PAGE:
Annual Educational Innovation Conference “celebrates, inspires, informs”
Boston University’s Center for Teaching and Learning (CTL) partners with faculty, students and administration to foster student learning and inspire effective and inclusive teaching throughout the University. The CTL’s Annual Educational Innovation Conference (AEIC) is a shining example of this commitment.
The 2019 conference was held May 3 at BU’s Metcalf Trustee Center at One Silber Way. The event welcomed nearly 150 faculty, staff, graduate students, and post-docs across many disciplines, showcased excellence in teaching and learning and explored collaborative visions of the future.
“We wanted to create a space for teacher-scholars to delve into aspects of teaching that make them curious, to imagine new possibilities, and to create new networks across the disciplines,” says CTL Interim Director Sarah Madsen Hardy when describing the focus of the annual conference.
Chris Dellarocas, associate provost for Digital Learning & Innovation (DL&I), kicked off the conference and emphasized CTL’s mission to cultivate teaching that is inclusive and centered on student learning.
“Each year, this conference showcases some of the latest ideas in teaching and learning from faculty innovators who have been putting them into practice on our campuses,” says Dellarocas. “It also provides an opportunity for faculty to discuss their own ideas with fellow-minded colleagues and the expert staff of the Center for Teaching and Learning.”
Before an audience rich with engaged participants, the Faculty Spotlight portion of the conference called on BU’s CAS Writing Program Director Chris Walsh, CFA’s Director of Arts Leadership and Innovation Jeannette Guillemin, Arts Administration Lecturer Wendy Swart Grossman, BU School of Medicine Professor of Pharmacology, Neurology, and Neuroscience Benjamin Wolozin, and World Languages & Literature Senior Lecturer Luluah Mustafa to present and share their expertise on several important and timely topics including the role of immersion games in the classroom, inspiring creativity, tools to incorporate WikiEdu into coursework and strategies to turn students work into teaching materials.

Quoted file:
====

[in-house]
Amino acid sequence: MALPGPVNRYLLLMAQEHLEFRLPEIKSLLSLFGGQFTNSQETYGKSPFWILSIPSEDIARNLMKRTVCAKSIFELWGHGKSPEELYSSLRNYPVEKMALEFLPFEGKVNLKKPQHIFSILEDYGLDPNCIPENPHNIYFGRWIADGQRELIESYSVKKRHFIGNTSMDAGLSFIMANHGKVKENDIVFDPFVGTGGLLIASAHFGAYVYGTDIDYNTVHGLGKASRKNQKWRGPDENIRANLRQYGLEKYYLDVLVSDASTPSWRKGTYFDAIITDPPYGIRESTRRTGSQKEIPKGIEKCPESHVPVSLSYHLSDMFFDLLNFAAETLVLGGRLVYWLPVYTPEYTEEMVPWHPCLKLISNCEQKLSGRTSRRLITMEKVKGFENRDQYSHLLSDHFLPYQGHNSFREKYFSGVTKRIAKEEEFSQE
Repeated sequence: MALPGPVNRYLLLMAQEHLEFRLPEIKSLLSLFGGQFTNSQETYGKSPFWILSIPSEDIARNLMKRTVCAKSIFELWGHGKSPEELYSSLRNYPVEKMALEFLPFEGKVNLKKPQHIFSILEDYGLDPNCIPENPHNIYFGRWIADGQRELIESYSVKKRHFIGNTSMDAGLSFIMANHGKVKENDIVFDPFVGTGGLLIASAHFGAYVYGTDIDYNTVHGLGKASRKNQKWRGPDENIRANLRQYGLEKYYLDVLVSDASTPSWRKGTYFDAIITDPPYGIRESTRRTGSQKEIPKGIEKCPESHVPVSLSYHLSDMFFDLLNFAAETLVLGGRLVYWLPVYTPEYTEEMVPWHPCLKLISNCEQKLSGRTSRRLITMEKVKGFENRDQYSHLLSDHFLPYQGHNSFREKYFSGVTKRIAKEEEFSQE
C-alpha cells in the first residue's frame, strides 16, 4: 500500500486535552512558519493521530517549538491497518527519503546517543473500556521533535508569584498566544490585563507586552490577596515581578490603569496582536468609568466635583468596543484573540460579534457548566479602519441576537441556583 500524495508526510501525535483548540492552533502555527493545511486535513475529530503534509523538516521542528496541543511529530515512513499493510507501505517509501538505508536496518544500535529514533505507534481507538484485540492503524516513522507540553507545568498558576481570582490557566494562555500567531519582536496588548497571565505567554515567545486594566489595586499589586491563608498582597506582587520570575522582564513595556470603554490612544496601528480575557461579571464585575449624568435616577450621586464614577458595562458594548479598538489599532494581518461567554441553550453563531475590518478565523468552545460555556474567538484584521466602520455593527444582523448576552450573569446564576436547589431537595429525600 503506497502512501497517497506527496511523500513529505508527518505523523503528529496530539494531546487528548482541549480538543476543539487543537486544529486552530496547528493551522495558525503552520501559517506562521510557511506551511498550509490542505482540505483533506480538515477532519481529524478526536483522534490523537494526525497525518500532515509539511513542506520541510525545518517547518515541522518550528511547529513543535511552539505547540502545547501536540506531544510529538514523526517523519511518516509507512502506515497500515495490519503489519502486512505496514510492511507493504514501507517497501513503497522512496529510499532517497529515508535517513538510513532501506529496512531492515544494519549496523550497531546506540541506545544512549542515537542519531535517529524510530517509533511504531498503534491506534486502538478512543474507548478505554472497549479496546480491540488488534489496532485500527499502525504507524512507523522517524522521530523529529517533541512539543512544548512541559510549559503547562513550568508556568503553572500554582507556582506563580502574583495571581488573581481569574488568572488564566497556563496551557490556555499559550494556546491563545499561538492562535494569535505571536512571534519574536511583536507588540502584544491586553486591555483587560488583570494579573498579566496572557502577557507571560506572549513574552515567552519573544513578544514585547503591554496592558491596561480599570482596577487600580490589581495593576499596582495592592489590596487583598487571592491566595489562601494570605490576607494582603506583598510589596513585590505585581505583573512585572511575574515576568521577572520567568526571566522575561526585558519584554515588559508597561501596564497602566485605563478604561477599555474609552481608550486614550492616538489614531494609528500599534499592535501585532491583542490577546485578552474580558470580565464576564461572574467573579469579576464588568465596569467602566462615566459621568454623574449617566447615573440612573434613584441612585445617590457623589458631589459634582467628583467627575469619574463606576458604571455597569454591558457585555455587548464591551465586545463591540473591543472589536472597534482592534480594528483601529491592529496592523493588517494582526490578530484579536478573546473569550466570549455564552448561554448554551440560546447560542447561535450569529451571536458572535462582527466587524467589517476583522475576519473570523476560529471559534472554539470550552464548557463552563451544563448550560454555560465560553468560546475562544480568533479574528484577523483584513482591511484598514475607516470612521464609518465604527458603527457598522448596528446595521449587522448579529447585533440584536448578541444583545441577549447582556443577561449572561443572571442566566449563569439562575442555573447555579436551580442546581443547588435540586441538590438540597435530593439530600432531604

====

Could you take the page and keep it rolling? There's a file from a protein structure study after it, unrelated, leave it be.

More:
“The Faculty Spotlight presentations allow some of BU’s most interesting teachers to share a bit of what they do,” says Madsen Hardy. “These are teachers who are willing to question assumptions about teaching as we have known it, to explore new teaching challenges and opportunities as they emerge, and to change with the times.”
Professor Mustafa presented on the topic, “Turning Students Work into Teaching Materials.” It was her first experience presenting and says it was exciting to share ideas with colleagues, and that the CTL conference “is a great opportunity to learn, connect and share best practices.”
“I was so impressed with the welcoming atmosphere, encouragement, and support from colleagues all around. [Presenting] is a life-changing experience that boosted my confidence and made me more open-minded to share ideas regardless of the topic I’m teaching,” Mustafa adds. “It was also exciting to meet colleagues from a wide range of fields, make connections and take home tools and strategies to understand and implement effective professional learning in classrooms.”
According to Walsh, who presented “Hearts and Minds on Fire: How Role-Immersion Games Can Improve Student Learning and Make You Love Teaching Again,” AEIC is great opportunity to share ideas about teaching and tap in to “far-flung colleagues’ great enthusiasm for their work with students.”
“So much of our pedagogical energy goes into the classroom, and rightly so, but it was a real pleasure to feel that energy up there on the ninth floor [of the Metcalf Trustee Center], and to look out the window and imagine it rippling across BU,” he adds. “A great way to end the semester and to think about how to make the next one even better.”
Featured Pedagogies: Inclusivity & Collaboration
Following the Faculty Spotlight portion of the morning, conference-goers participated in one-of-two panel discussions: “Teaching Inclusively” or “Collaborative Learning.”
“BU is a big, global, urban university—one that presents great opportunities for students to learn together and across their differences. We wanted to feature pedagogies that help faculty to embrace these opportunities,” Madsen Hardy says.
Pary Fassihi, Ed.D., a lecturer with BU’s CAS Writing Program, attended “Collective Learning” panel discussion for several reasons: The discussion directly relates to her classroom dynamics, and was an opportunity for her to engage with colleagues and learn new teaching strategies.
“I teach academic writing to international students, mostly freshmen, in the Writing Program. Given our small classes of 15 to 16 students, we have the luxury of having students engage in team projects and group work, and one of our jobs, apart from teaching writing, is to make sure that the students learn how to engage successfully in peer-to-peer discussion and make the most out of their team collaboration experience,” Fassihi shares.
AEIC: Celebrates Learning 2019 and Beyond
Dellarocas, Madsen Hardy, and the CTL team were thrilled with this year’s turnout and look forward to identifying future topics and learning opportunities for the 2020 conference. “The convergence of digital technologies and learning science is generating unprecedented opportunities to innovate in the way we educate our students. AEIC aims to celebrate, inspire, and inform,” says Chris Dellarocas.